So Many Places to Hide

So Many Places to Hide

So Many places to hide

They gave you full honours, (which would’ve made you laugh). Union Jack draped over your coffin, your mother proud, crying silently into her tissue as we stood beneath the alders. I bought lilies. Stems two feet long, and threw them onto the loosened earth; their waxy faces brilliant white against the brown. ‘Whores,’ you called them, ‘Now take your pansy, all together a more coy creature, would never be caught with its pants downs, or even a rose, but lilies? Lilies wouldn’t wear knickers in the first place.’

Wayne Broad caught my eye.

Saturday night we smoked weed in the barn, watched DVDs you nicked from the market – My Beautiful Launderette, Top Gun, Lost Boys – straight backed, knees never touching on your mum’s old brown settee, lip-synching to Corey Haim singing in the bath ‘I ain’t got a man’, and your mum, stood in the doorway in her apron, cheeks pink from making jam with the last of the plums. Stupid it was, she said, nodding at the TV, watching vampires, it’ll give you ideas. You looked at me. I had to look away. Out in the paddock the old mare, saddle-sore, whinnied in the rain.

I danced Njinksy, Count Prince Rudolf, Woyzeck, running through roles like shedding skin. I soared through darkness while below rows of shadowed faces coughed, and murmured, willing me higher, faster like Icarus reaching for the sun.

The night I danced the Chosen One, you were three thousand miles away – four hours ahead, as if you’d inhabited the world before me. Nights were worse you said, foot patrols, checkpoints, crouched in the blind dark, dread in your belly, ears straining – once a lame dog lifting its nose to sniff the air, and once a boy no more than seven or eight, but you couldn’t talk about that. Back in the village, young farmers swore across the bar. Old men sat in the snug. Dogs lying untidy across the flagstones. Pint after pint, bitter mouths cursing the Poles picking the potatoes, then the apples and pears for less than a day’s wages. Martin Higgins jumped a table, muddy boots spilling pints, said he knew where they parked their caravans at night.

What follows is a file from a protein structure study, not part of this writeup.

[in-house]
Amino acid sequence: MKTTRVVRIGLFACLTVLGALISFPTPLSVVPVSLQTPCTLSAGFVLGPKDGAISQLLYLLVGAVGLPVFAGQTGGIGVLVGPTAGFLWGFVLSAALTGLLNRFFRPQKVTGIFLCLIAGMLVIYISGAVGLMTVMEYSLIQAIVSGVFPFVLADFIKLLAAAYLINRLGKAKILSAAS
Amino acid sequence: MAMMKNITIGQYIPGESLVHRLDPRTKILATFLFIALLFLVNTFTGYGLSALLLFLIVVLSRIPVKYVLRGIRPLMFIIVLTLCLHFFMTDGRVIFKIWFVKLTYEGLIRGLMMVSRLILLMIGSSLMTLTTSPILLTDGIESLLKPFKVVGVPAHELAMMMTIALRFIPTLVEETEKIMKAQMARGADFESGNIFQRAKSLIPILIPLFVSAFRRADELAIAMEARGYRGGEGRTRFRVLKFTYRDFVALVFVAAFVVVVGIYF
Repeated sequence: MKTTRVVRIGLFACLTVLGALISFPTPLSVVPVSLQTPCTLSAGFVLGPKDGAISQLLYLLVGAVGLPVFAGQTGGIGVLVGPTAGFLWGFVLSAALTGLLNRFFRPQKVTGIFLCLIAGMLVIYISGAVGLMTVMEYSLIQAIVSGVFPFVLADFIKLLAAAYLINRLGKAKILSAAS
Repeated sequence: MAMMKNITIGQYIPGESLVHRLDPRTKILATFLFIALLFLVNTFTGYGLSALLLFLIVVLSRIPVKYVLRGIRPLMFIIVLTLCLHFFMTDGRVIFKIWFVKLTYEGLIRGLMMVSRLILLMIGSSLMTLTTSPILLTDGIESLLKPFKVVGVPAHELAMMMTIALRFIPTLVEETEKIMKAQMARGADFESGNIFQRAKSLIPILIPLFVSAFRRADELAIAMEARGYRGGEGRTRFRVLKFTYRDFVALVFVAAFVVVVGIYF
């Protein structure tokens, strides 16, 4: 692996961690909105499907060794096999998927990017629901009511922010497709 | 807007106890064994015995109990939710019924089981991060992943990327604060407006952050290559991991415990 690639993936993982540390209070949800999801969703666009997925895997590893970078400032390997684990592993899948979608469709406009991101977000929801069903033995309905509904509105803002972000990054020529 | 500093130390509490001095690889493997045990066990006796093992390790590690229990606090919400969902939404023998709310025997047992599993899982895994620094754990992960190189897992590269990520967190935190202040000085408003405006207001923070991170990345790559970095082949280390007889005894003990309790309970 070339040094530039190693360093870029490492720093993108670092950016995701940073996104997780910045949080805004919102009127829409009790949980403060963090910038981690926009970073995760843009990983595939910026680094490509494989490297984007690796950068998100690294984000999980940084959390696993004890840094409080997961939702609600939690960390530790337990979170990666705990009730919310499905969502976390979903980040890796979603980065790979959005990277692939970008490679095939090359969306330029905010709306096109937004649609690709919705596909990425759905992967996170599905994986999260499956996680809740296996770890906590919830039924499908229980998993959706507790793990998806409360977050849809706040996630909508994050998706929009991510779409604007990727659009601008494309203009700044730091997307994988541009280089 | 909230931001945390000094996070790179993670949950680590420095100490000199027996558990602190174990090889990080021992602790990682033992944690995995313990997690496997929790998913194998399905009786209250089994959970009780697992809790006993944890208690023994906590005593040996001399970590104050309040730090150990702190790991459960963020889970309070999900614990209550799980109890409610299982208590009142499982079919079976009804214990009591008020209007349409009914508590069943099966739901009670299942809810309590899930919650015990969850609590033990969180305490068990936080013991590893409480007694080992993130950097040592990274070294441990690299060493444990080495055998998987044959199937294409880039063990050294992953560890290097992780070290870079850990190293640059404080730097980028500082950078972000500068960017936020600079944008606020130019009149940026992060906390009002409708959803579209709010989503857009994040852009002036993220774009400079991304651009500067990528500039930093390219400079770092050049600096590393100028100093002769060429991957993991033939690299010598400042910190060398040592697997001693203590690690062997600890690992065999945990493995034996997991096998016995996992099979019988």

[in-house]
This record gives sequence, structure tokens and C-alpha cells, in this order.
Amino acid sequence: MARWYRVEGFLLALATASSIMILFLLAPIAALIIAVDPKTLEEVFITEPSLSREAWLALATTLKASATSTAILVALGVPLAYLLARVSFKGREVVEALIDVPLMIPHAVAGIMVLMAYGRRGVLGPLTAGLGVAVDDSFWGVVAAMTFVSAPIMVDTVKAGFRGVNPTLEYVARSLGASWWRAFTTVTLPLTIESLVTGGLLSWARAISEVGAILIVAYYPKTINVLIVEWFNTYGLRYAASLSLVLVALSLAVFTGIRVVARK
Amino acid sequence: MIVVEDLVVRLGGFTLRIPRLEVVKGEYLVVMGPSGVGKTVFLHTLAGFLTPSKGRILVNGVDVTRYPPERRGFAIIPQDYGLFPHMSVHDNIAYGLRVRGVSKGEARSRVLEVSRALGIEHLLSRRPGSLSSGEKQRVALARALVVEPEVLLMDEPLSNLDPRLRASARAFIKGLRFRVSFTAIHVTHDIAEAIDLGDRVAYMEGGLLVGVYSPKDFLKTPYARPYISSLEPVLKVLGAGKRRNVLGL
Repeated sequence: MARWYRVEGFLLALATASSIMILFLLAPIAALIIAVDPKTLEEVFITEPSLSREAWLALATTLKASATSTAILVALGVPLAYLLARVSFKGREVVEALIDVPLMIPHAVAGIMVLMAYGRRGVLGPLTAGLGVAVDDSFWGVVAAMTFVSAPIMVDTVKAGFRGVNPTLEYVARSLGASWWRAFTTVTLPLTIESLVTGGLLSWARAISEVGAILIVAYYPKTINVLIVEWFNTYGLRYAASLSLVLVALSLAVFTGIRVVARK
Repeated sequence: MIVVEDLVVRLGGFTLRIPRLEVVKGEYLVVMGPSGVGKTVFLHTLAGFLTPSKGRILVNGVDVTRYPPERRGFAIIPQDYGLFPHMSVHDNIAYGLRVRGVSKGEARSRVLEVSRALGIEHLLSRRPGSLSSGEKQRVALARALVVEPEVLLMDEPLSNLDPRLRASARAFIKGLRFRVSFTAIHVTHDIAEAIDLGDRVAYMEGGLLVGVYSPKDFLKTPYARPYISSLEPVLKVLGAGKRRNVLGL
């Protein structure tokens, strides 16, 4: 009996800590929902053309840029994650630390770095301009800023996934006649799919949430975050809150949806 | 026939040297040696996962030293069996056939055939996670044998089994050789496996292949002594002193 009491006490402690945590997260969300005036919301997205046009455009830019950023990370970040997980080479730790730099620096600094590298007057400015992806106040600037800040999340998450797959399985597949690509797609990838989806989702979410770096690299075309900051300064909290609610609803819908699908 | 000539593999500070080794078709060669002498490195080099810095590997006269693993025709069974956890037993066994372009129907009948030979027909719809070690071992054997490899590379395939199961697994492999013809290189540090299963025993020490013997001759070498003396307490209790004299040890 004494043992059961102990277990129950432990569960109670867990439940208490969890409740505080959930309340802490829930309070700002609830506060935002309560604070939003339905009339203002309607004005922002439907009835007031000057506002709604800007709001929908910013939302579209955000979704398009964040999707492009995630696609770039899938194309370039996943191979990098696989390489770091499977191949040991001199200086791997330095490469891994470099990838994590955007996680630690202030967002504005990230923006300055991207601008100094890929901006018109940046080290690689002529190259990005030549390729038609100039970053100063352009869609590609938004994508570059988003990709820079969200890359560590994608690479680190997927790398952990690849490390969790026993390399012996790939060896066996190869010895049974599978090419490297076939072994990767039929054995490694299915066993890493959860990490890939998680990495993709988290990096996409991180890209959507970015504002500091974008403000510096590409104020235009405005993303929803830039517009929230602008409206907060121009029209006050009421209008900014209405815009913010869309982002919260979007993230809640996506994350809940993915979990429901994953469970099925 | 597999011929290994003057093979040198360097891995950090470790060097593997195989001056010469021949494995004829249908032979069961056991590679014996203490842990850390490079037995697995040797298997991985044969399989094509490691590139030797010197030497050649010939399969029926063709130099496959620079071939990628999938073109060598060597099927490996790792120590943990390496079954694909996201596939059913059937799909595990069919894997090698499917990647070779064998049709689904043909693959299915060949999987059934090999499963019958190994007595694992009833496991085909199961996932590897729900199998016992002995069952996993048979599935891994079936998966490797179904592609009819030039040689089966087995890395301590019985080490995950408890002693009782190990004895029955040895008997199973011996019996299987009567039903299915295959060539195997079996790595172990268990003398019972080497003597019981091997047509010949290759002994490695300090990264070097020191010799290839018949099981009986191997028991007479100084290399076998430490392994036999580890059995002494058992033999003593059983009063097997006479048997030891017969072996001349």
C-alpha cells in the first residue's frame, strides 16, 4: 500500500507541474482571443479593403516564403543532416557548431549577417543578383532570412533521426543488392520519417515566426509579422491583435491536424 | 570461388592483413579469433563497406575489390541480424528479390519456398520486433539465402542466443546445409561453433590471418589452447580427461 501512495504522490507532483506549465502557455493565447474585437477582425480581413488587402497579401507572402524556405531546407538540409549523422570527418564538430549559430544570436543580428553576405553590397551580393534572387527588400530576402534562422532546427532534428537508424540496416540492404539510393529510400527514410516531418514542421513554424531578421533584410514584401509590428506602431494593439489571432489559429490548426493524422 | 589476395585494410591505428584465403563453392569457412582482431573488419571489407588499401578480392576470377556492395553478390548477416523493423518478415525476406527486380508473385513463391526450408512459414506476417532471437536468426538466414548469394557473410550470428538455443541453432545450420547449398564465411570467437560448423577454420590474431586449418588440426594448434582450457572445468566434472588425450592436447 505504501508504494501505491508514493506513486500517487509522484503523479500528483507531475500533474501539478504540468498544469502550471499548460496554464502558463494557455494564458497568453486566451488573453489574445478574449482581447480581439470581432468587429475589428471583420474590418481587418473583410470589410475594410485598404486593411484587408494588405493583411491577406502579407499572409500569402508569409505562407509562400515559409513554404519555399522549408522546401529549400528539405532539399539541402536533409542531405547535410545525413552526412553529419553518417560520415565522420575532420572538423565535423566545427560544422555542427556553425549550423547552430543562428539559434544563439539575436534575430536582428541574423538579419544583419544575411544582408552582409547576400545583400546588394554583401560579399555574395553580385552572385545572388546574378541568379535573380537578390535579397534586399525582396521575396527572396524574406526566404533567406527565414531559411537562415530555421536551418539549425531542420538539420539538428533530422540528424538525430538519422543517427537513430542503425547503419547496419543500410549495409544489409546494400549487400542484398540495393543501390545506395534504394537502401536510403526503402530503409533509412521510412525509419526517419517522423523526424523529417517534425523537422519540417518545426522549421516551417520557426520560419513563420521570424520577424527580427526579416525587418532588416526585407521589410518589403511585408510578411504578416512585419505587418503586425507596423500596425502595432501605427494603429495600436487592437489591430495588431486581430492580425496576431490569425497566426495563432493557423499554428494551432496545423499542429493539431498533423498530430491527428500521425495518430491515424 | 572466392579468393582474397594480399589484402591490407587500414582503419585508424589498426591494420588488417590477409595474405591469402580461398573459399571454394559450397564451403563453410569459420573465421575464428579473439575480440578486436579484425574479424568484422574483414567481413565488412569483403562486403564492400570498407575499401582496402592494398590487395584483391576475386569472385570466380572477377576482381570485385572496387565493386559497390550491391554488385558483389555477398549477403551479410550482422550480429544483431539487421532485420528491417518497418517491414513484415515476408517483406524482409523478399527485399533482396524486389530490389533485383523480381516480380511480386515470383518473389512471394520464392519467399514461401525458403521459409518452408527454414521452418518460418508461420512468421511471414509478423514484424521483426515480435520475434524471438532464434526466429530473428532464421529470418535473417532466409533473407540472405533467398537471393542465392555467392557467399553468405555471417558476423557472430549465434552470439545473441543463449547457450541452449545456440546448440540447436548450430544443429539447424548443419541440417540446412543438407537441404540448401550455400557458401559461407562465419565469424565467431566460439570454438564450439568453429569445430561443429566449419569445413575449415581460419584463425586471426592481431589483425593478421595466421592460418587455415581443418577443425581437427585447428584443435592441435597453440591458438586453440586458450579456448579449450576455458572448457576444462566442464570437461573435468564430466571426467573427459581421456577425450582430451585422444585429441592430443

What do you think about when you dance you asked? Do you think of wheat fields rippling in the wind? The folds of blue hills stretching to the sky? The beech and elm in full crown, and between them the spinneys and sudden glades where we lay in the grass, the earth a solid bolster beneath us?

Christina Sanders

About Christina Sanders

Chris Sanders has been writing short stories for over ten years. She has been published in: Writing Women, Quality Women’s Fiction, Peninsular and TQF. In 2011 she won an Arts Council bursary to appraise her first novel, and has contributed to various Arts Council writing projects. At present she is working to complete a collection of short stories on the theme of ‘Compromise.’ Chris Sanders holds a Masters in Education, and is currently working with women from BME communities in Hastings to use storytelling as a way to explore identity and heritage.

Chris Sanders has been writing short stories for over ten years. She has been published in: Writing Women, Quality Women’s Fiction, Peninsular and TQF. In 2011 she won an Arts Council bursary to appraise her first novel, and has contributed to various Arts Council writing projects. At present she is working to complete a collection of short stories on the theme of ‘Compromise.’ Chris Sanders holds a Masters in Education, and is currently working with women from BME communities in Hastings to use storytelling as a way to explore identity and heritage.

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